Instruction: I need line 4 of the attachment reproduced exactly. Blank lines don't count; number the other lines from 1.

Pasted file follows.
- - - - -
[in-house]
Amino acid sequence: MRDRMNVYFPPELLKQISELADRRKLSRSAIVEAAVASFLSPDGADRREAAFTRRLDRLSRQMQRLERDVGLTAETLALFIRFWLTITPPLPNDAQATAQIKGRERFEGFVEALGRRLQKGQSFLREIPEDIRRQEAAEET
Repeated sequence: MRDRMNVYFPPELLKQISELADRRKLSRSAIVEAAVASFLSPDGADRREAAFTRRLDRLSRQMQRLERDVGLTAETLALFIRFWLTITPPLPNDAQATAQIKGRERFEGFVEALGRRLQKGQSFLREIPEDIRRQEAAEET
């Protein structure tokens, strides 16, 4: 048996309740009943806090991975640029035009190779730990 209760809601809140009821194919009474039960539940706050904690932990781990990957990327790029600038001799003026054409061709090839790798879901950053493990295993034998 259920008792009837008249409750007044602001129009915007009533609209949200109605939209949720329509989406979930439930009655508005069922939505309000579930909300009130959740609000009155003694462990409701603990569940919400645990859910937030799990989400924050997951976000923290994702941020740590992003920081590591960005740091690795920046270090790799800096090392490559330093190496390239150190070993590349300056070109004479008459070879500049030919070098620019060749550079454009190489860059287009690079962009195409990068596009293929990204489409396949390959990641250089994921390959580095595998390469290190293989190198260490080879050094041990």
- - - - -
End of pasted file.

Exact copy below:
């Protein structure tokens, strides 16, 4: 048996309740009943806090991975640029035009190779730990 209760809601809140009821194919009474039960539940706050904690932990781990990957990327790029600038001799003026054409061709090839790798879901950053493990295993034998 259920008792009837008249409750007044602001129009915007009533609209949200109605939209949720329509989406979930439930009655508005069922939505309000579930909300009130959740609000009155003694462990409701603990569940919400645990859910937030799990989400924050997951976000923290994702941020740590992003920081590591960005740091690795920046270090790799800096090392490559330093190496390239150190070993590349300056070109004479008459070879500049030919070098620019060749550079454009190489860059287009690079962009195409990068596009293929990204489409396949390959990641250089994921390959580095595998390469290190293989190198260490080879050094041990």